As December begins (and the NaNoWriMo ends), you may be nearing your wits end when it comes to writing. If writer’s block has hit you like a train and you’re crawling down the trails of character development on barely all fours, it may be time for a a pick-me-up. Perhaps you’re struggling to balance out your character’s personality traits, create an interesting backstory or history, name that one strange uncle who always had a profound impact on them. Or, if you’re really struggling, you can’t even think of anything other than a name for said character (and even those can be tricky to nail on the head). If you have already checked out our various articles for the writing inclined (such as advice from WriMo veterans and other NaNoWriMo tips, our Writing Resources page, or other similar topics) and are still hitting a wall when it comes to writing your characters, look no further! Finding inspiration to write unique and refreshing characters may be just a short read away.
- Listen to music
Got a favourite song, album or lyric you can’t get out of your head? Try sitting back and relaxing with some headphones on and your eyes closed and let the music do the thinking for you. What would a character be doing if they were to follow a journey based on what you’re listening to? What setting or mood comes to mind when you hear a particular song? Do the lyrics tell a story about a person that you could adapt to fit your imagination? Does an album you’ve been digging recently have similar themes, or could you write an entire family based on it and give them each a particular song to shape each member around? Music is anything but boring no matter what genres are on your playlists, so turn those tunes into walking, talking characters!
2. Use prompts
Prompts are absolutely fantastic for generating muse for just about anything. If you throw ‘writing prompts’ into Google you’ll get dozens of suggestions, but here’s a few of my personal favourites that have always helped to get the creative juices flowing. Try OneWord.com that gives you one word to go with and sixty seconds to write something about it. If time limits stress you out, perhaps WritingExcercises.co.uk will do the trick. They have dozens of generators ranging from characters, dialogue, scenarios and personality traits and helpful exercises to generate muse. Then there’s trusty Tumblr with their inspirational everything (which I actually find super helpful when it comes to writing characters, reblogging and tagging photos and quotes that remind me of characters on my own blog) and the handy writing prompt tag is filled to the brim with suggestions and prompts submitted by young writers themselves.
3. Try an RPG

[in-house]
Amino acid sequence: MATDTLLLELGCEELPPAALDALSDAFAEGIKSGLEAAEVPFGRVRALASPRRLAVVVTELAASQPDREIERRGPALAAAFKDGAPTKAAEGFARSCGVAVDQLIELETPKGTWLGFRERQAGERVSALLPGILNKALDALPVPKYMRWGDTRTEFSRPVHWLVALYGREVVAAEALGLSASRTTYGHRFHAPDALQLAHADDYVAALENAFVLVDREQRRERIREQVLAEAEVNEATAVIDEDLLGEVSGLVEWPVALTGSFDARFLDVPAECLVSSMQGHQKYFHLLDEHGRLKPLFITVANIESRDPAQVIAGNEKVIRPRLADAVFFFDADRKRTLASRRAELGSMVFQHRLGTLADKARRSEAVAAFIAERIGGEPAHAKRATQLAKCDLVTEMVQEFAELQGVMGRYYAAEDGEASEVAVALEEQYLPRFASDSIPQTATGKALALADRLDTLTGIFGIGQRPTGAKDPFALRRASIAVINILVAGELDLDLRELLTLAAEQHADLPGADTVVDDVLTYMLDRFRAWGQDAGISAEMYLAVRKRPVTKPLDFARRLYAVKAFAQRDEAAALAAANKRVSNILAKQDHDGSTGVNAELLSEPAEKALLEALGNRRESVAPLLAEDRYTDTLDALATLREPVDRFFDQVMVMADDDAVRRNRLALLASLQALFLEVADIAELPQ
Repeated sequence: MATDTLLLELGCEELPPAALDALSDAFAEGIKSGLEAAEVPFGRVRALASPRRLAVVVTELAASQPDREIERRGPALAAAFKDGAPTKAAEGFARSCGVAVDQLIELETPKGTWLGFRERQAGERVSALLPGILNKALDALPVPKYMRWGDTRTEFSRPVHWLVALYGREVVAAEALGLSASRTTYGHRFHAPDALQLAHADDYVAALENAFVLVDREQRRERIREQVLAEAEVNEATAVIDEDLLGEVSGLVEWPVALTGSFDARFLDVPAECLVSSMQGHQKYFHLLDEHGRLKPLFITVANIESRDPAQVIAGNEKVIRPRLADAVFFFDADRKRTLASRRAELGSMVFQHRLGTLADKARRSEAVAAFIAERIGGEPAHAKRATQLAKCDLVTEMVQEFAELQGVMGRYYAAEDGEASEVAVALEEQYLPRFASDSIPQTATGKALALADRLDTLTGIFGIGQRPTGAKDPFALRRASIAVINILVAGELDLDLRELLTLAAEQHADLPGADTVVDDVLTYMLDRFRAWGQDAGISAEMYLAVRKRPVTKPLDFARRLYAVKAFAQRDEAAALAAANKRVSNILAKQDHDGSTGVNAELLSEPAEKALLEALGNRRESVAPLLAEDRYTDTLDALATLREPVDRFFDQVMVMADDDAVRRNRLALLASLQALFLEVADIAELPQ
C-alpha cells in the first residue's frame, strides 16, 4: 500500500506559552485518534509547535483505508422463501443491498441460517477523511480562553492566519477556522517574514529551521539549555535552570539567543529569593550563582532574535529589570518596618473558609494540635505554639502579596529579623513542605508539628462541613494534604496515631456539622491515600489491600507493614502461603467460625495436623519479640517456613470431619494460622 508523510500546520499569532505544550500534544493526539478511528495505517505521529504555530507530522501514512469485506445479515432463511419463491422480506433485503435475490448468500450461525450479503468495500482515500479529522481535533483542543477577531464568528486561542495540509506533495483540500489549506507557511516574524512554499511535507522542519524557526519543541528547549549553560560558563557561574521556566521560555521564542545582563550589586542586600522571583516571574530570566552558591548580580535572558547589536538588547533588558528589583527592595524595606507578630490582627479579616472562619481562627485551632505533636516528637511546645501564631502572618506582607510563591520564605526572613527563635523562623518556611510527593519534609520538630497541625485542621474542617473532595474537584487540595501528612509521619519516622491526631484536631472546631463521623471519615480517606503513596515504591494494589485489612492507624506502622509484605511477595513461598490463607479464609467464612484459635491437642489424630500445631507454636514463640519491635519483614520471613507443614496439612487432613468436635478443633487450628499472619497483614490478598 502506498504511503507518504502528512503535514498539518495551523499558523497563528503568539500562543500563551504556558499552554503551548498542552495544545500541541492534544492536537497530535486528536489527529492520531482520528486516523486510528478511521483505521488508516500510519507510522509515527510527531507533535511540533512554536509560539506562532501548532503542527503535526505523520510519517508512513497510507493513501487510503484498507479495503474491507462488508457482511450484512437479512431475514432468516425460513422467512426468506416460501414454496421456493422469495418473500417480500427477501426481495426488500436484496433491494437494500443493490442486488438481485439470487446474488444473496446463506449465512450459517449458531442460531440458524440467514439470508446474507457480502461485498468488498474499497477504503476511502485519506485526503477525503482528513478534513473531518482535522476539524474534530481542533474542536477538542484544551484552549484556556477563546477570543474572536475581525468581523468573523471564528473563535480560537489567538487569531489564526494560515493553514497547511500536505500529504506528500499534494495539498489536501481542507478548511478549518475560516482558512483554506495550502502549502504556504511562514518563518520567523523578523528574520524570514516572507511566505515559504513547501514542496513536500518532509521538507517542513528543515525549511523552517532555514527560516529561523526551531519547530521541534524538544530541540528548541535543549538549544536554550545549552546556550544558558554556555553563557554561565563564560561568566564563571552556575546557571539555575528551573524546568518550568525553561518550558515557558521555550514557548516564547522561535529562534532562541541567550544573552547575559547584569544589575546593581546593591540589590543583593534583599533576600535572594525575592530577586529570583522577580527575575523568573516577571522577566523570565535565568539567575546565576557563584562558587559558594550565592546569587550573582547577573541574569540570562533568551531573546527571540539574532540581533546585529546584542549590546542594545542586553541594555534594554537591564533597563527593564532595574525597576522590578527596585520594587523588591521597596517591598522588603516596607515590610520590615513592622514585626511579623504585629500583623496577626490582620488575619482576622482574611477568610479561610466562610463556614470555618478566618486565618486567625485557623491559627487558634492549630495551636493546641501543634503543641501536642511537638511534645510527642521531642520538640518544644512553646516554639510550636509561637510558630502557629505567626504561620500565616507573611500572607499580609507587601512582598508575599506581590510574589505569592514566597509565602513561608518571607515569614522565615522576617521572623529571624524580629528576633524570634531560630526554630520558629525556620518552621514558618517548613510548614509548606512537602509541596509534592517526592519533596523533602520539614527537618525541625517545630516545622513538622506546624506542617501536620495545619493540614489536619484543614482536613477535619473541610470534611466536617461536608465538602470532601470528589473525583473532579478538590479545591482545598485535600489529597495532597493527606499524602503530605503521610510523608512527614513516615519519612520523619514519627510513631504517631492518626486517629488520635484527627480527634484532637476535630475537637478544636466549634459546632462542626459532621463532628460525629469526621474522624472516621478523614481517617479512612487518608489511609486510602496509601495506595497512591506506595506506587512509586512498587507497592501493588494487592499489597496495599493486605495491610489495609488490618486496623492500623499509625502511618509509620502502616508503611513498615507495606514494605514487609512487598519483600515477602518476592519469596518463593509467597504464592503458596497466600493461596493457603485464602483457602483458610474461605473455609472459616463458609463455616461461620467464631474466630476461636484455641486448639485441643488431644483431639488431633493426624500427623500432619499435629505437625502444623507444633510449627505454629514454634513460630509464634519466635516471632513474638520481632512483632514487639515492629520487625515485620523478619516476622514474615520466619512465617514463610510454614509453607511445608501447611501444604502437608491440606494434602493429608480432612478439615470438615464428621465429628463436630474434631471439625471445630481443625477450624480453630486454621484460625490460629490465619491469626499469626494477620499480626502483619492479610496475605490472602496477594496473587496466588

Text-based writing RPGs are a great place to write characters. Not only are they are filled with fellow storytellers constantly creating new plots, scenarios, characters and relationships, more often than not the forums or sites they’re based on already have a plot or setting ready to go – all you have to do is create your characters to fill that world. Some of the most well-written characters I have read have come from RPGs, and plotting with other members who love to help bring your characters to life can definitely help you develop both your writing ability and your characters.
4. Give your character flaws
Nobody likes a Mary Sue or a Gary Stu. Flaws make characters unique and real, and readers connect with flawed characters a lot more than those perfect hero types (not saying that heroes can’t be flawed – the best kind of heroes are!) You’ll find yourself longing to write out the interesting quirks and habits your characters have, as a more relatable and realistic character is easier to get back into the swing of things once you sit down to write. Being perfect all the time can be exhausting and you’ll feel the mental burn writing a character as such. Give them a bad habit, a frustrating family they never get on with, a potty mouth, a scar they’re ashamed of (or one that tells a story), a compulsive need to steal things. The list goes on!
5. Base your character on something you’re familiar with
Be it a fairy tale, a colour, an element, your favourite movie, or a season, find a central theme and work around that. Maybe your character has a spirit animal and takes on similar traits, or dreams of being a pirate and spends all of their time by the ocean. Try a modern-day Cinderella who works as a dishwasher in downtown New York, or a boy scared of lifting his roots from the earth of his hometown and is suddenly uprooted and thrust into an unfamiliar environment when his Dad gets a job overseas. Whatever is it, this is a great way to take something you know well and turning it into a piece of writing unique to your own thoughts, feeling, experiences and takes.